Tagged: natural rights

Wolf-man versus Mother Goose

Locke’s “takings” rendered a godly act, misunderstood by poor Marx as “primitive accumulation.”

Such beautiful little stories that natural rights philosophers tell themselves:

He that is nourished by the Acorns he pickt up under an Oak, or the Apples he gathered from the Trees in the Wood, has certainly appropriated them to himself. No Body can deny but the nourishment is his. I ask then, When did they begin to be his? When he digested? Or when he eat? Or when he boiled? or when he brought them home? Or when he pickt them up? And ’tis plain, if the first gathering made them not his, nothing else could. That labour put a distinction between them and the common. That added something to them more than Nature, the common Mother of all, had done; and so they became his private right.

John Locke, Two Treatises of Government. Second Treatise, § 28.

Acorns, Apples, and Trees: Mother Goose has nothing on this.

As far it goes in the natural rights genre, Hobbesian horror stories are preferable to Lockean nursery rhymes. In the apparently empty forest, Hobbes’ wolf-man would be justified by right in ripping out the stomach of Locke’s gentle-man hunter and gatherer in order to gain access to its contents. The wolf’s bite proves superior to the quaint bit about “labour.”


Unnatural rights

My particular position on Hobbes versus Locke is that I side with the logical argument presented by Hobbes (which has nothing to do with ‘might makes right’). Hobbes argues that in the “state of nature” all “men” have a right to everything, a condition that leads to the bellum omnium contra omnes. In other words, in the state of nature, theft, rape, murder, etc. cannot be condemned since there’s no basis for condemnation: anything goes. Why do I find Hobbes more compelling? Because I think one can more easily bring his account of natural right into touch with empirical reality than Locke’s. Hobbes is more of a realist, is attuned to power relations, especially those connected to any claims of rights. He also has a pretty good idea about what the modern State enables and constrains.


“Nature has given each man a right to all things. That is, in the pure natural state (*), or before men bound themselves by any agreements with each other, every man was permitted to do anything to anybody, and to possess, use and enjoy whatever he wanted and could get. The argument is as follows: whatever anyone wants seems good to him precisely because he wants it, and it may either contribute to his preservation or at least seem to do so (and in the last article we made him the judge of whether it really does so or not, so that whatever he judges necessary is to be deemed to be so)…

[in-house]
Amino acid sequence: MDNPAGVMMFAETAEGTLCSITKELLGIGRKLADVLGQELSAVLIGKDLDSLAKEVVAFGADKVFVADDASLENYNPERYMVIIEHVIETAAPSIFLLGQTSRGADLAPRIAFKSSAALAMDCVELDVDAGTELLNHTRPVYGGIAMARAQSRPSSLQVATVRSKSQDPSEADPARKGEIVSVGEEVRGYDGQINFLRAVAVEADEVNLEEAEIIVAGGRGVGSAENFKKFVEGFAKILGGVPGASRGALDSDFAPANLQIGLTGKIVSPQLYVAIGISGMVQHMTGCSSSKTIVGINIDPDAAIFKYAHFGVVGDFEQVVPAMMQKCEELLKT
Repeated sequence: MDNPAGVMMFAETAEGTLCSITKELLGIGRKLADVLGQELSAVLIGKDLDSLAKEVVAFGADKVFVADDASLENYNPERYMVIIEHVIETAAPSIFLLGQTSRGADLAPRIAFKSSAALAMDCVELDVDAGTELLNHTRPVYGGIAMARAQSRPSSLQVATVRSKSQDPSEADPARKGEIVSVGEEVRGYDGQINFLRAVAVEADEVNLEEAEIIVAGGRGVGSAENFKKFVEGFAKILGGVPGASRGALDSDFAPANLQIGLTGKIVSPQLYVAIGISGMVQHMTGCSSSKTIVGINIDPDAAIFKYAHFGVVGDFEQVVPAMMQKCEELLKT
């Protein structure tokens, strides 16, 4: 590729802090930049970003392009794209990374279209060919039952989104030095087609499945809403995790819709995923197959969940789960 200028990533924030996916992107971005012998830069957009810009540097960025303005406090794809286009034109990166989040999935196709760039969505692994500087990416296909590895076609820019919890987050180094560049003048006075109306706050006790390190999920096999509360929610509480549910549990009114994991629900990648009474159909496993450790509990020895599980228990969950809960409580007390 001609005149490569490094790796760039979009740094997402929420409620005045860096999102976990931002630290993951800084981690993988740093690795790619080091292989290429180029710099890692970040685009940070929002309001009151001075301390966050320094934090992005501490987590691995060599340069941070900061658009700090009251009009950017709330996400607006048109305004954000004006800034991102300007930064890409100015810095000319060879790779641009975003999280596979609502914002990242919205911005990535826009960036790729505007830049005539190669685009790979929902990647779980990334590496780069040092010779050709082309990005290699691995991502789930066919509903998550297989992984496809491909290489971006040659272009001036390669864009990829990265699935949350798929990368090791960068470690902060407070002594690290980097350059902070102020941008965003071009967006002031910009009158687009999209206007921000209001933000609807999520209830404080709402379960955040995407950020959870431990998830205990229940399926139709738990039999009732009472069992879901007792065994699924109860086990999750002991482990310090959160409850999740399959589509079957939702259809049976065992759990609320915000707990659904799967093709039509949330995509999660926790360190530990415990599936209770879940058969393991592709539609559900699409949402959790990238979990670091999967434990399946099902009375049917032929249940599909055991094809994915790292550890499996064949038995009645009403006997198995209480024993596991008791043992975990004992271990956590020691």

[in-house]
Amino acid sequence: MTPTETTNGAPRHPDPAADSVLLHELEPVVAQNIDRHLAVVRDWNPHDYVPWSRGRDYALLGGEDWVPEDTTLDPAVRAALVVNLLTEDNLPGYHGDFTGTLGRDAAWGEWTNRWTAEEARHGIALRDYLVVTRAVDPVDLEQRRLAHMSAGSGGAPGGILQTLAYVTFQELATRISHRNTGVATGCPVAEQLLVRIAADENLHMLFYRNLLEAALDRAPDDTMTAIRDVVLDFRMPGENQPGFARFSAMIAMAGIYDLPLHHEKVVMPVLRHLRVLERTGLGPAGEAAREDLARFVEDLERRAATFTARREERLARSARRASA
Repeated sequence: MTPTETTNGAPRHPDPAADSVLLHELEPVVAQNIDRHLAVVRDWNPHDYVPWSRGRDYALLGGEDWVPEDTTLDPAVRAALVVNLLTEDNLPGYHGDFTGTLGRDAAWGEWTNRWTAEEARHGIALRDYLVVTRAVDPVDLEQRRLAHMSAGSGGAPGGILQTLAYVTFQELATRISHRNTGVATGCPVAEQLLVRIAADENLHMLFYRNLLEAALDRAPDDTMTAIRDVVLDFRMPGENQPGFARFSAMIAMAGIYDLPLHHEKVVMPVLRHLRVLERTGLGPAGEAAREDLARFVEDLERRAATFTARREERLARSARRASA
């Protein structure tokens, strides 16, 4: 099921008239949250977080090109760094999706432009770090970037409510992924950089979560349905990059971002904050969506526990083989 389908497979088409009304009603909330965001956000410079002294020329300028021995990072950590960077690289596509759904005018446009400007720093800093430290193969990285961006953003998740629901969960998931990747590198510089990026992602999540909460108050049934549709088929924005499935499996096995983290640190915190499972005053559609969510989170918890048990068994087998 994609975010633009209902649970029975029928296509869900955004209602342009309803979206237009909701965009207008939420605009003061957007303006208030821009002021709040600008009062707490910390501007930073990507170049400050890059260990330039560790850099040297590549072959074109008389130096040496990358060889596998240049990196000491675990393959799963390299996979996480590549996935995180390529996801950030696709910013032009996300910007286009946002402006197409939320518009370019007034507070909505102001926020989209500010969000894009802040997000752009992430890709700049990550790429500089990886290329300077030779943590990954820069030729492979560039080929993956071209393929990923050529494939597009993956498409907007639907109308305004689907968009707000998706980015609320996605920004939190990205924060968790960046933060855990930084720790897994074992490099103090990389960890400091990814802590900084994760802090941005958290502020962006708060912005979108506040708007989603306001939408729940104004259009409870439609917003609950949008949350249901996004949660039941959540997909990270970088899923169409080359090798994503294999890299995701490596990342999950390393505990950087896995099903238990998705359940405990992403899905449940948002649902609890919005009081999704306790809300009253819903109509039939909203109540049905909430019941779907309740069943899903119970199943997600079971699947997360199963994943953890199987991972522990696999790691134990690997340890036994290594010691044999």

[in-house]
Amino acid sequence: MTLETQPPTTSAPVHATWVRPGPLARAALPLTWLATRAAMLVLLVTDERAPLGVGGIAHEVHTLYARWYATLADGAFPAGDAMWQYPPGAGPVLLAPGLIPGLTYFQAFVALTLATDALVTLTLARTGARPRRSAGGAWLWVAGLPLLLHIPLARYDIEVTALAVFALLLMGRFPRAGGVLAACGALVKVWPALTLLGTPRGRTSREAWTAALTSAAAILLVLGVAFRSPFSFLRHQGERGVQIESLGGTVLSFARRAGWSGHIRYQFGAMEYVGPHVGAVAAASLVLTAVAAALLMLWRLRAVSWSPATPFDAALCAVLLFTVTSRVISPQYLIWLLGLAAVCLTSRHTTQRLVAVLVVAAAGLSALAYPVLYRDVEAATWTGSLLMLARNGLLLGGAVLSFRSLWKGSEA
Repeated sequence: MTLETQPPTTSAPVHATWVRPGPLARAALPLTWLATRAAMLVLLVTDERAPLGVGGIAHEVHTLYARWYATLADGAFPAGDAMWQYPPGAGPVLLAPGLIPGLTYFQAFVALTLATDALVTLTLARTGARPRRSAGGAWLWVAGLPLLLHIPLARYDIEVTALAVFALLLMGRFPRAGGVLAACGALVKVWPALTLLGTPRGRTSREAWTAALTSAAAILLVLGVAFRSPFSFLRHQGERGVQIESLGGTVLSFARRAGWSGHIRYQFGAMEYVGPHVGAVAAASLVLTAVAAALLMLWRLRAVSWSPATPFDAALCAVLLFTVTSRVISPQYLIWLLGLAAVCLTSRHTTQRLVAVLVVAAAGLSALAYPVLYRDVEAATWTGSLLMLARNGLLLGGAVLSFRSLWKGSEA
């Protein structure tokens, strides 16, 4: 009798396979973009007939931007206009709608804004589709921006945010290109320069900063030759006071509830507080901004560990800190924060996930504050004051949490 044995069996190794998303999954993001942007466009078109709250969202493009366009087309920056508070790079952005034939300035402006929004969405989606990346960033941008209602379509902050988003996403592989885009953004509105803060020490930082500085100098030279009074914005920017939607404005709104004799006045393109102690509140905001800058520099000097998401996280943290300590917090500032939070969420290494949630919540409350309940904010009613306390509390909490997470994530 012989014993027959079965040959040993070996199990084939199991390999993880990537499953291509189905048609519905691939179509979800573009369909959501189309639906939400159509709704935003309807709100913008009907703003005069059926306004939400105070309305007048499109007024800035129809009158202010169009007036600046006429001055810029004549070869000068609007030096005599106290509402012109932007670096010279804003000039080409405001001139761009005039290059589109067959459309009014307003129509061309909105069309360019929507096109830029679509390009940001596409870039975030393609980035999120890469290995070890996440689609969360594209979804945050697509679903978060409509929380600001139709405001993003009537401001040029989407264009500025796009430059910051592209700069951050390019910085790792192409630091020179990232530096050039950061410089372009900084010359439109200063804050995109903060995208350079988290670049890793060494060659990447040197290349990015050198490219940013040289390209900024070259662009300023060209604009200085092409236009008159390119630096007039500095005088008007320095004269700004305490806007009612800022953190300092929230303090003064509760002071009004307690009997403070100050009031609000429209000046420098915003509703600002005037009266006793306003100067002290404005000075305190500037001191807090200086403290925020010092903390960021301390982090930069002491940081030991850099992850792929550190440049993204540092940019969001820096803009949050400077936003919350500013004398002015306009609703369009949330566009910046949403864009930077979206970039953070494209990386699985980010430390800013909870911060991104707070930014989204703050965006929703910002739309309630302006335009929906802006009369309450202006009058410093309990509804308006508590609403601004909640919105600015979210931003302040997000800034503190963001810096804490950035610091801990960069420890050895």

*In the pure natural state, etc.] This must be understood as meaning that nothing that one does in a purely natural state is a wrong against anyone, at least against any man. Not that it is impossible in such a state to sin against God or to violate the Natural Laws. For injustice against men presupposes Human Laws, and there are none in the natural state… I will compress the argument and enable it to be taken in at a glance. Each man has a right of self-preservation (by article 7), therefore he also has the right to use every means necessary to that end (by article 8). The necessary means are those that he shall judge to be so himself (by article 9). He therefore has the right to do and to possess everything that he shall judge to be necessary to his self-preservation. In the judgement of the person actually doing it, what is done is rightly done.” Hobbes, On the Citizen (De Cive), I: 10

“The first law of nature (the foundation) is: to seek peace when it can be had; when it cannot, to look for aid in war (auxilia belli)

The first of the Natural Laws derived from this fundamental natural law is that the right of all men to all things must not be held on to; certain rights must be transferred or abandoned. For if each man held on to his right to all things, it necessarily follows that some men would be attacking and others defending themselves, and both by right (for each man strives by necessity of nature to defend his Body and whatever is necessary for its protection). War would ensue. Anyone, therefore, who does not give up his right to all things is acting contrary to the ways of peace, that is, contrary to the law of nature.” Hobbes, On the Citizen (De Cive), II: 2, 3


There are complications, of course. Hobbes is writing against the background of the wars of religion (which are his “state of nature”) in England. Consequently, later authors such as Koselleck (Critique and Crisis: Enlightenment and the Pathogenesis of Modern Society) have criticized him for denuding the State (Leviathan) of any moral basis, and allowing Locke’s model of “public opinion” to lay claim to morality in opposition to a State which is based solely on a “force” (voluntas, Willkür) that is arbitary. I find this to be a problem of the natural rights tradition itself, not something peculiarly screwy about Hobbes. Better to start from a position that holds that some external structure is always already shaping and defining the individual (as this is empirically observable) than to build a theory of political order from a fictional point zero at which natural individuals, laden with a set of rights that can only be the product of an external, enabling structure, contracted to become political individuals; that is, individuals taking part in a civil society.